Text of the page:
One of my favorite stories was the one about a "dandy," Ngiratumerang, who was accused by other men of being a coward. In order to prove them wrong, he went and found a master to teach him the martial arts. In the next battle, he killed five of the enemy's best warriors, proving everyone wrong. I especially liked the way he proved his courage to the master: He climbed a tall, thin betel nut tree until it bowed all the way down and he had to reach the top upside-down.
Another fun story was that of Skin and Bones, who used to be brothers. One day, they were attacked unexpectedly. Since Bones did not want to drag his skin-sack brother after him, he put Skin on like a shirt... and ever since then, we have skeletons inside out body.
This was by far not the only amusing story in the book. I also liked the one where a god fought another god by throwing various sea creatures (including rabbitfish) after him. Or the one about how two young lovers discovered the 15-day nesting cycle of sea turtles, because an unsuspecting turtle made off with the girl's discarded grass skirt, and only appeared again 15 days later...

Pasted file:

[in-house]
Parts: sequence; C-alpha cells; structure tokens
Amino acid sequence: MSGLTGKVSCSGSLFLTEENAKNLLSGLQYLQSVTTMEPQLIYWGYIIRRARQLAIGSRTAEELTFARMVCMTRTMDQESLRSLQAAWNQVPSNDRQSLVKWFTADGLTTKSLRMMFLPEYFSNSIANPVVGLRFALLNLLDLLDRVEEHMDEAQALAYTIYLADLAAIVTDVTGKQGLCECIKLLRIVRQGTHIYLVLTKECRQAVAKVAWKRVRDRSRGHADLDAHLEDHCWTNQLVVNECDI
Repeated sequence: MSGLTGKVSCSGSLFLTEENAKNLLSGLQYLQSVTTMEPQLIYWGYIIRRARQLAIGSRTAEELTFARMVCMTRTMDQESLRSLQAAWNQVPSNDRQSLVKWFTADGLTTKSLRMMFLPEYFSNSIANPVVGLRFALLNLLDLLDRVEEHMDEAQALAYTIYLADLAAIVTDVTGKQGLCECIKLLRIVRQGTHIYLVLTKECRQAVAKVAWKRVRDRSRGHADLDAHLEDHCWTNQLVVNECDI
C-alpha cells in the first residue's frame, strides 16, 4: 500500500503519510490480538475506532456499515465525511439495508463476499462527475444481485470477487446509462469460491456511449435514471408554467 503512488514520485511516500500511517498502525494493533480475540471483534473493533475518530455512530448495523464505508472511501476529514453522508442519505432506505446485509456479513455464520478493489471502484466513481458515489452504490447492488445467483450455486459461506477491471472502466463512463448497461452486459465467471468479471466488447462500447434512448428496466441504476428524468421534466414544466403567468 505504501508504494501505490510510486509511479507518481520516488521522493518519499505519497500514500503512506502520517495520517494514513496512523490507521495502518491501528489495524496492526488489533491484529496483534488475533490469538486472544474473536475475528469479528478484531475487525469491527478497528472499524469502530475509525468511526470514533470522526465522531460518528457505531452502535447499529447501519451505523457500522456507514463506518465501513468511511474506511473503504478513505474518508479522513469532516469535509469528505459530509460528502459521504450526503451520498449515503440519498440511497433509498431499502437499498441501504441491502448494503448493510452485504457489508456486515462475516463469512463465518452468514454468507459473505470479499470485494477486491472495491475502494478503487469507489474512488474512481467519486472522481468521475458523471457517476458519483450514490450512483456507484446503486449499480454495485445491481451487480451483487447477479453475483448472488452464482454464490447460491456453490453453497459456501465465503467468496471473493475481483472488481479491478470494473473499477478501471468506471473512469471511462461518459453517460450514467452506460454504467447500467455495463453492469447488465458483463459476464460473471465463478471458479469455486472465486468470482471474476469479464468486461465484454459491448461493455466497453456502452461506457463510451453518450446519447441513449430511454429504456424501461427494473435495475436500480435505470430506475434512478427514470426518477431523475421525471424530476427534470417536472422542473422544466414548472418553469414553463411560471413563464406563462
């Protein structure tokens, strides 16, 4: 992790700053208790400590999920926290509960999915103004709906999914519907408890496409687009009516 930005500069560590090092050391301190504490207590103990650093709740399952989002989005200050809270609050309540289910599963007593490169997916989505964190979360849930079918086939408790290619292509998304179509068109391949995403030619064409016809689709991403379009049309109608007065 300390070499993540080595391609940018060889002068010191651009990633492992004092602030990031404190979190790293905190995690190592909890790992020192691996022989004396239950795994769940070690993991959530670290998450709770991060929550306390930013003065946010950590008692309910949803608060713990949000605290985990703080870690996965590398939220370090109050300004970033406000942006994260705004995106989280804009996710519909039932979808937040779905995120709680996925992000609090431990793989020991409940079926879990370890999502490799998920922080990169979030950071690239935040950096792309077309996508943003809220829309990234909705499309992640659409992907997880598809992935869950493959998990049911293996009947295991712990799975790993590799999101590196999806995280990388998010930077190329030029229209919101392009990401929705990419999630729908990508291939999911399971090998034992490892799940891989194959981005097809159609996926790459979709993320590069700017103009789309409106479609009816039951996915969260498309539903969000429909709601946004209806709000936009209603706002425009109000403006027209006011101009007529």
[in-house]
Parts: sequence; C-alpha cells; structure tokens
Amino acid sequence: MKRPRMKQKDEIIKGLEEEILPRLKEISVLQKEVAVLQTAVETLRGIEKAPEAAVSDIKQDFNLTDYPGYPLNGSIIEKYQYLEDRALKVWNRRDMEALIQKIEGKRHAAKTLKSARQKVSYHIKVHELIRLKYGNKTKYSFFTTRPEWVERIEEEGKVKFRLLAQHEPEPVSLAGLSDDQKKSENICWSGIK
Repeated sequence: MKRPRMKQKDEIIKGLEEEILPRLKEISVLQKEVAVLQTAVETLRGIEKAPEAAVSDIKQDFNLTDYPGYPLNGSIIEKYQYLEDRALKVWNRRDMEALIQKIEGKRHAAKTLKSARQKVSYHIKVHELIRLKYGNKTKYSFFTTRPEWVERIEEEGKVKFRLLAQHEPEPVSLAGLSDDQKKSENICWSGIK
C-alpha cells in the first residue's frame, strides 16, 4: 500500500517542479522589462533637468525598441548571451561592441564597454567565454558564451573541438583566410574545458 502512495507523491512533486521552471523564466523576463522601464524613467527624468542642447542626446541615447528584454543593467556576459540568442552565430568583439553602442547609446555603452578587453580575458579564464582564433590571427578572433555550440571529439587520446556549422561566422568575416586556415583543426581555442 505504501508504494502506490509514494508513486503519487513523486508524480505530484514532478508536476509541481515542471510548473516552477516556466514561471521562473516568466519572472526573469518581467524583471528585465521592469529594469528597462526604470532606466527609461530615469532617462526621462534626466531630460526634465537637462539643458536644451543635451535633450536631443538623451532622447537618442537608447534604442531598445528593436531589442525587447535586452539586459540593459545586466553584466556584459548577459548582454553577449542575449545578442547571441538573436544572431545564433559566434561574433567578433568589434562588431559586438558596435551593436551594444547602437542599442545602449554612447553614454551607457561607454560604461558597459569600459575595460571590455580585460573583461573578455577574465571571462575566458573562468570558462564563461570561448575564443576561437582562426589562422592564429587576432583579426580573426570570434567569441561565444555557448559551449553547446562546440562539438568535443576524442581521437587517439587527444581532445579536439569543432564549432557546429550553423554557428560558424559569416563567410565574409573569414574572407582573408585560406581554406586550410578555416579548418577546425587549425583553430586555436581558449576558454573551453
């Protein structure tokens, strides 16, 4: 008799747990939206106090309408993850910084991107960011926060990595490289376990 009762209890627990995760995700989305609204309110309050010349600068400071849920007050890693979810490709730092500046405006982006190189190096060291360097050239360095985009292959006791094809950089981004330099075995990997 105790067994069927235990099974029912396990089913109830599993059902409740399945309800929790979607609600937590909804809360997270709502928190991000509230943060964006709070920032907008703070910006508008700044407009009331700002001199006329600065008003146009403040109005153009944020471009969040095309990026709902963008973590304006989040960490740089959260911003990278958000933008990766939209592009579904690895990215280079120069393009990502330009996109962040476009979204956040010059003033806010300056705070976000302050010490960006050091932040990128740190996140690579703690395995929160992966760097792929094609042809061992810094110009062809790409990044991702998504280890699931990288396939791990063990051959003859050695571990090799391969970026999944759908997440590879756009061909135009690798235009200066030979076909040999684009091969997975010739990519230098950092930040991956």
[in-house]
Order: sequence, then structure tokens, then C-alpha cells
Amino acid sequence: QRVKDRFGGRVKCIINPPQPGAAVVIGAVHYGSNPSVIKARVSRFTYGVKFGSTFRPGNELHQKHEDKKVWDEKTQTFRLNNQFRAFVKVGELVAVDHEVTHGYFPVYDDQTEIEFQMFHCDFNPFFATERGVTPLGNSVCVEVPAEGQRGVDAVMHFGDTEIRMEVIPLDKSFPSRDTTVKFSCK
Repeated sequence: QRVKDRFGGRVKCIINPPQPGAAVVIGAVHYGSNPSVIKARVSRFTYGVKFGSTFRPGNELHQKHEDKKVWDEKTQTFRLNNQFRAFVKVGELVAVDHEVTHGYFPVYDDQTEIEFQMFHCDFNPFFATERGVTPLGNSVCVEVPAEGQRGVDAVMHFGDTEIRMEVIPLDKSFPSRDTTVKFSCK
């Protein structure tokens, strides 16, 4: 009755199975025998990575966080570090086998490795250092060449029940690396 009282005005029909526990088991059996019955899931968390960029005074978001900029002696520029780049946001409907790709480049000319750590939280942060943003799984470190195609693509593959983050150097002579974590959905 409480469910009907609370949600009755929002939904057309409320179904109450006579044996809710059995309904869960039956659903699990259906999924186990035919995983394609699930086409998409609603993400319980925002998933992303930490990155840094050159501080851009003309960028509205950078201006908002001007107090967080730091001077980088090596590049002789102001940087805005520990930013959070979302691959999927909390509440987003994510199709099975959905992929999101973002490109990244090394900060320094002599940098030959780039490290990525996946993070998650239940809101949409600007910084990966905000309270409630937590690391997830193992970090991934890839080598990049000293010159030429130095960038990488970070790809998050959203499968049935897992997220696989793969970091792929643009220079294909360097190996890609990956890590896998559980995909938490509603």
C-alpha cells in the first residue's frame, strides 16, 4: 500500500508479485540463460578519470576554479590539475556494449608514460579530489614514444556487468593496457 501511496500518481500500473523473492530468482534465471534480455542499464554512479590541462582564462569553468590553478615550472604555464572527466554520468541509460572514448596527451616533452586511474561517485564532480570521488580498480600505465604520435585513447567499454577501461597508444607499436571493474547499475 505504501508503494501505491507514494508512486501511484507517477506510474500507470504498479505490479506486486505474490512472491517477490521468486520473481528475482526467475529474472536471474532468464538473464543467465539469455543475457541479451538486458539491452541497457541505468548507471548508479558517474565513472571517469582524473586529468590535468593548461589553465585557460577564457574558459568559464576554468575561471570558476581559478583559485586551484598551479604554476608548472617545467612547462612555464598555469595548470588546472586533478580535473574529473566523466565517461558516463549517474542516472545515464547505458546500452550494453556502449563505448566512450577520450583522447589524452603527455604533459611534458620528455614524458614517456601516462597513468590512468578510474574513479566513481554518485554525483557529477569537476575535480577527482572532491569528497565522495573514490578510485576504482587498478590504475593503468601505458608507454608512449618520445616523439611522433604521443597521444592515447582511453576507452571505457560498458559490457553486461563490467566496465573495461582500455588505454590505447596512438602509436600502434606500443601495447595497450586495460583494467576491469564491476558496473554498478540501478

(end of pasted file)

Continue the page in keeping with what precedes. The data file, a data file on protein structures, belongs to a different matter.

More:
There was even a tale about where the first dugong came from. According to legend, she had been the daughter of an overbearing mother, who eventually ran away into the sea.

Picture from here
I found a tale very similar to the fruit bat boy story in the Papua New Guinean collection. In this case, the single mother was rescued by her human son and owl daughter from a terrifying sea serpent.
I found another version about the origin of Palauan money (see image on the right). I also learned that the legendary Yapese giganic stone coins were also brought from this island. I also found a second version about how women originally gave birth via C-section - in this one, it was not another girl who taught them better (like in the Micronesian collection), but the spider-god husband of a pregnant woman. There was another monster-heron (this time, defeated by a spear-throwing technique learned from actual herons), and another vagina dentata, this time with two biting eels hidden in the wife's lady parts... I expected to see more Palauan stories repeated from the previous collection, but I was happy to find that most of the 30 were new to me. As short a read as it was, it was definitely enjoyable.

Where to?
The Marshall Islands.